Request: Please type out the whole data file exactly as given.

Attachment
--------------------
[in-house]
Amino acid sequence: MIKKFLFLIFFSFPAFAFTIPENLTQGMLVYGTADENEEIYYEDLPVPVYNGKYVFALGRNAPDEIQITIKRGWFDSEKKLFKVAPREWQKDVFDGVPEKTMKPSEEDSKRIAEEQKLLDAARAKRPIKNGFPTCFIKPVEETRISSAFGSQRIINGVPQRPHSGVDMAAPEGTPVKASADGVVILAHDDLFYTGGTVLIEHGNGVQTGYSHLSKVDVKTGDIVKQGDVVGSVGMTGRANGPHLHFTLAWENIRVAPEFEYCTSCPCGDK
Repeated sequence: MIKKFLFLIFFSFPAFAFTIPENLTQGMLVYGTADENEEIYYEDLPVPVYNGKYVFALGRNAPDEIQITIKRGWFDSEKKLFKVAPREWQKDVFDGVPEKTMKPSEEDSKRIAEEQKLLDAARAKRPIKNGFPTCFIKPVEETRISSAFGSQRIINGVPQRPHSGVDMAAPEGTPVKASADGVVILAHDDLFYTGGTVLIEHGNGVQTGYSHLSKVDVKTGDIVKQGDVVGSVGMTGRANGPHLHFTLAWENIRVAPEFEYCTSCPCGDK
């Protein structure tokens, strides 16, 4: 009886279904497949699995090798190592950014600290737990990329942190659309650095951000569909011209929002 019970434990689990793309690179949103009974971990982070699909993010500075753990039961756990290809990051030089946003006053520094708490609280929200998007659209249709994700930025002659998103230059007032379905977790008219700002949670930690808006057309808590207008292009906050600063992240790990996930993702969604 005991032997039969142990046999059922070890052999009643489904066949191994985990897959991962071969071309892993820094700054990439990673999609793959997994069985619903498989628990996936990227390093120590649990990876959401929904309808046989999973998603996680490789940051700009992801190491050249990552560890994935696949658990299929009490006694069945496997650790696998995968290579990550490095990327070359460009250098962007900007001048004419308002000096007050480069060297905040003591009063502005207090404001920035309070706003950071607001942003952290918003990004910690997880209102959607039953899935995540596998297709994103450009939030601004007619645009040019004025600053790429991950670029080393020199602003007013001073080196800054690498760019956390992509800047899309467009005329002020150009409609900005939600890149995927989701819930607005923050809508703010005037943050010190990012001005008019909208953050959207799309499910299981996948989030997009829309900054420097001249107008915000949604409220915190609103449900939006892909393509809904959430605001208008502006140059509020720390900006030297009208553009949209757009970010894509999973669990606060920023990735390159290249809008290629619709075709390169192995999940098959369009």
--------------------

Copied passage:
[in-house]
Amino acid sequence: MIKKFLFLIFFSFPAFAFTIPENLTQGMLVYGTADENEEIYYEDLPVPVYNGKYVFALGRNAPDEIQITIKRGWFDSEKKLFKVAPREWQKDVFDGVPEKTMKPSEEDSKRIAEEQKLLDAARAKRPIKNGFPTCFIKPVEETRISSAFGSQRIINGVPQRPHSGVDMAAPEGTPVKASADGVVILAHDDLFYTGGTVLIEHGNGVQTGYSHLSKVDVKTGDIVKQGDVVGSVGMTGRANGPHLHFTLAWENIRVAPEFEYCTSCPCGDK
Repeated sequence: MIKKFLFLIFFSFPAFAFTIPENLTQGMLVYGTADENEEIYYEDLPVPVYNGKYVFALGRNAPDEIQITIKRGWFDSEKKLFKVAPREWQKDVFDGVPEKTMKPSEEDSKRIAEEQKLLDAARAKRPIKNGFPTCFIKPVEETRISSAFGSQRIINGVPQRPHSGVDMAAPEGTPVKASADGVVILAHDDLFYTGGTVLIEHGNGVQTGYSHLSKVDVKTGDIVKQGDVVGSVGMTGRANGPHLHFTLAWENIRVAPEFEYCTSCPCGDK
């Protein structure tokens, strides 16, 4: 009886279904497949699995090798190592950014600290737990990329942190659309650095951000569909011209929002 019970434990689990793309690179949103009974971990982070699909993010500075753990039961756990290809990051030089946003006053520094708490609280929200998007659209249709994700930025002659998103230059007032379905977790008219700002949670930690808006057309808590207008292009906050600063992240790990996930993702969604 005991032997039969142990046999059922070890052999009643489904066949191994985990897959991962071969071309892993820094700054990439990673999609793959997994069985619903498989628990996936990227390093120590649990990876959401929904309808046989999973998603996680490789940051700009992801190491050249990552560890994935696949658990299929009490006694069945496997650790696998995968290579990550490095990327070359460009250098962007900007001048004419308002000096007050480069060297905040003591009063502005207090404001920035309070706003950071607001942003952290918003990004910690997880209102959607039953899935995540596998297709994103450009939030601004007619645009040019004025600053790429991950670029080393020199602003007013001073080196800054690498760019956390992509800047899309467009005329002020150009409609900005939600890149995927989701819930607005923050809508703010005037943050010190990012001005008019909208953050959207799309499910299981996948989030997009829309900054420097001249107008915000949604409220915190609103449900939006892909393509809904959430605001208008502006140059509020720390900006030297009208553009949209757009970010894509999973669990606060920023990735390159290249809008290629619709075709390169192995999940098959369009």